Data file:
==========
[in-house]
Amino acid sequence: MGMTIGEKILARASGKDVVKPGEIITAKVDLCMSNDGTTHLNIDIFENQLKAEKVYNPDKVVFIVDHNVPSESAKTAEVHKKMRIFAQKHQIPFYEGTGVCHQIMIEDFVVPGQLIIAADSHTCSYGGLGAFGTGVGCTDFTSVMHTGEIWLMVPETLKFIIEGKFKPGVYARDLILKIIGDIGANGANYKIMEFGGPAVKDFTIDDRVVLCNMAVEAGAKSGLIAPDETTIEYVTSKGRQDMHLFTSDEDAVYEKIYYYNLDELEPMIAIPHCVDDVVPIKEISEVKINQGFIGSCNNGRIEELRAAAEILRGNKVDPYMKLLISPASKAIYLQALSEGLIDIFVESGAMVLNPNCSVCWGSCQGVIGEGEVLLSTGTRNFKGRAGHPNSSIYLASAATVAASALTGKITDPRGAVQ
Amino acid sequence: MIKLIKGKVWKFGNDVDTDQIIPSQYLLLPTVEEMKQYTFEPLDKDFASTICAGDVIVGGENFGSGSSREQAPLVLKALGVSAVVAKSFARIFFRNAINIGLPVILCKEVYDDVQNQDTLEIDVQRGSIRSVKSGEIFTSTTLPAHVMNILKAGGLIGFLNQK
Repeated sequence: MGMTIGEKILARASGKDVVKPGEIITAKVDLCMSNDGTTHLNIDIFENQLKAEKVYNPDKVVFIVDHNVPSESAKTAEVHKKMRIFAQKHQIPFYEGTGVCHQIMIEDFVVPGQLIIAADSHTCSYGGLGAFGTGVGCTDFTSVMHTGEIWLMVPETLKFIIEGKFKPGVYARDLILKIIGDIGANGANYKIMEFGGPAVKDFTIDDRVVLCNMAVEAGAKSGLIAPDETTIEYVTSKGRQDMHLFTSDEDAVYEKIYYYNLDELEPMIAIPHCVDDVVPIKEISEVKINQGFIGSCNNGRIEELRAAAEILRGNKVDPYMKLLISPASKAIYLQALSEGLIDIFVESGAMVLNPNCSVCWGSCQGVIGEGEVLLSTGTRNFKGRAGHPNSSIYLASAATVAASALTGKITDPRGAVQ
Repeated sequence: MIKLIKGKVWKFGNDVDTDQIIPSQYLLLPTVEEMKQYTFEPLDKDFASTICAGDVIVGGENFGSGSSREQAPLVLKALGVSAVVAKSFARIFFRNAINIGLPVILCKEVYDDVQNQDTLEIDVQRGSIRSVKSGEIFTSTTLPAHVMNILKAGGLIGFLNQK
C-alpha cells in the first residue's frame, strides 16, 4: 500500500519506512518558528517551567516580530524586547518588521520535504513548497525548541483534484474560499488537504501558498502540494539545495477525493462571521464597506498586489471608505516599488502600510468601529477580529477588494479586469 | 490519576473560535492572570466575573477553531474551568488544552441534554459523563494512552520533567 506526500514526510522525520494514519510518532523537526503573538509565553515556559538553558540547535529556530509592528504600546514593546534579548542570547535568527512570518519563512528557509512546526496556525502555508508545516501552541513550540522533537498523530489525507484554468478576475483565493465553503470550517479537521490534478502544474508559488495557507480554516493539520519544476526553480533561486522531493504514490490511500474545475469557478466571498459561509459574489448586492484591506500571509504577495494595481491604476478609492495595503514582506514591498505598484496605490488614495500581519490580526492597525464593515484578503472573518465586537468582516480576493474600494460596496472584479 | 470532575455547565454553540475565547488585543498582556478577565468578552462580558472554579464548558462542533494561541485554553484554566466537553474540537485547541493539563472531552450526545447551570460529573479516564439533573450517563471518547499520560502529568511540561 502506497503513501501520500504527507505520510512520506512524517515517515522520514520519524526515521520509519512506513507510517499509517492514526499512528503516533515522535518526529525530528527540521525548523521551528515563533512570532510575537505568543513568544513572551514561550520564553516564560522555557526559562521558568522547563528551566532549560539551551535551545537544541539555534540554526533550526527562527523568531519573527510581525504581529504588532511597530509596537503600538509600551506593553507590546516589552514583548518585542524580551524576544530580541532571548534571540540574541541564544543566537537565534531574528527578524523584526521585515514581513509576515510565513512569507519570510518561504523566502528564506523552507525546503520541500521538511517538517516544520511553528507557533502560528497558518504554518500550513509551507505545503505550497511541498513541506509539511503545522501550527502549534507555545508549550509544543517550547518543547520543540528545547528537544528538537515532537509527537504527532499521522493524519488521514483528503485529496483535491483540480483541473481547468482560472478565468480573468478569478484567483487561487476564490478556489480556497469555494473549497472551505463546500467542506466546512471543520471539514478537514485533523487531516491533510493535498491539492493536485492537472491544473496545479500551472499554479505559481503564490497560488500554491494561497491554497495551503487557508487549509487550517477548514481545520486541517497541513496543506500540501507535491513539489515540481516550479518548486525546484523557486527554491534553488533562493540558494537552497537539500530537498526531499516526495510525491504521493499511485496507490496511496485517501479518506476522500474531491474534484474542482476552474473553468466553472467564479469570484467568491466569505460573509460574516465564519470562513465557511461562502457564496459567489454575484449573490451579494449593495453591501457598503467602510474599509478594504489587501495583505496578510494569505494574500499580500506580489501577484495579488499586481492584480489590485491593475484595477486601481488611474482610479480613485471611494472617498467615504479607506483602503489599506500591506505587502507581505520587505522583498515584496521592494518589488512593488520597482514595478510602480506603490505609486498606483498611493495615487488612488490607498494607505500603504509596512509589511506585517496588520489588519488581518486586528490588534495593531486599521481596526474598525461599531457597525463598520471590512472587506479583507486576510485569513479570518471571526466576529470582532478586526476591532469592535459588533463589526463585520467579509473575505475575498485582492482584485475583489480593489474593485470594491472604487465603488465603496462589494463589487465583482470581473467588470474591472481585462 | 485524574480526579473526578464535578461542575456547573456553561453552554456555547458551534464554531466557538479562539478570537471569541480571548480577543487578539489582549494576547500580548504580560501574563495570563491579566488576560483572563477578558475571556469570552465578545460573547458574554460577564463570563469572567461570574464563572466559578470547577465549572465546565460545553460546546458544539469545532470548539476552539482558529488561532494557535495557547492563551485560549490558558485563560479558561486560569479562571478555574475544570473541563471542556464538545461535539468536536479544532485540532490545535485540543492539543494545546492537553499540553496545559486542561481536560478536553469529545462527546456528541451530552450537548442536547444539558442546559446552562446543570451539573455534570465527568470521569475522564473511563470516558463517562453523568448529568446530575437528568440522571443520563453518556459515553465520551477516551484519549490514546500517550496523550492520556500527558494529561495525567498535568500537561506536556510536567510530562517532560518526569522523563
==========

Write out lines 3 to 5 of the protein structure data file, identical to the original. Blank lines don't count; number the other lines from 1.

Amino acid sequence: MIKLIKGKVWKFGNDVDTDQIIPSQYLLLPTVEEMKQYTFEPLDKDFASTICAGDVIVGGENFGSGSSREQAPLVLKALGVSAVVAKSFARIFFRNAINIGLPVILCKEVYDDVQNQDTLEIDVQRGSIRSVKSGEIFTSTTLPAHVMNILKAGGLIGFLNQK
Repeated sequence: MGMTIGEKILARASGKDVVKPGEIITAKVDLCMSNDGTTHLNIDIFENQLKAEKVYNPDKVVFIVDHNVPSESAKTAEVHKKMRIFAQKHQIPFYEGTGVCHQIMIEDFVVPGQLIIAADSHTCSYGGLGAFGTGVGCTDFTSVMHTGEIWLMVPETLKFIIEGKFKPGVYARDLILKIIGDIGANGANYKIMEFGGPAVKDFTIDDRVVLCNMAVEAGAKSGLIAPDETTIEYVTSKGRQDMHLFTSDEDAVYEKIYYYNLDELEPMIAIPHCVDDVVPIKEISEVKINQGFIGSCNNGRIEELRAAAEILRGNKVDPYMKLLISPASKAIYLQALSEGLIDIFVESGAMVLNPNCSVCWGSCQGVIGEGEVLLSTGTRNFKGRAGHPNSSIYLASAATVAASALTGKITDPRGAVQ
Repeated sequence: MIKLIKGKVWKFGNDVDTDQIIPSQYLLLPTVEEMKQYTFEPLDKDFASTICAGDVIVGGENFGSGSSREQAPLVLKALGVSAVVAKSFARIFFRNAINIGLPVILCKEVYDDVQNQDTLEIDVQRGSIRSVKSGEIFTSTTLPAHVMNILKAGGLIGFLNQK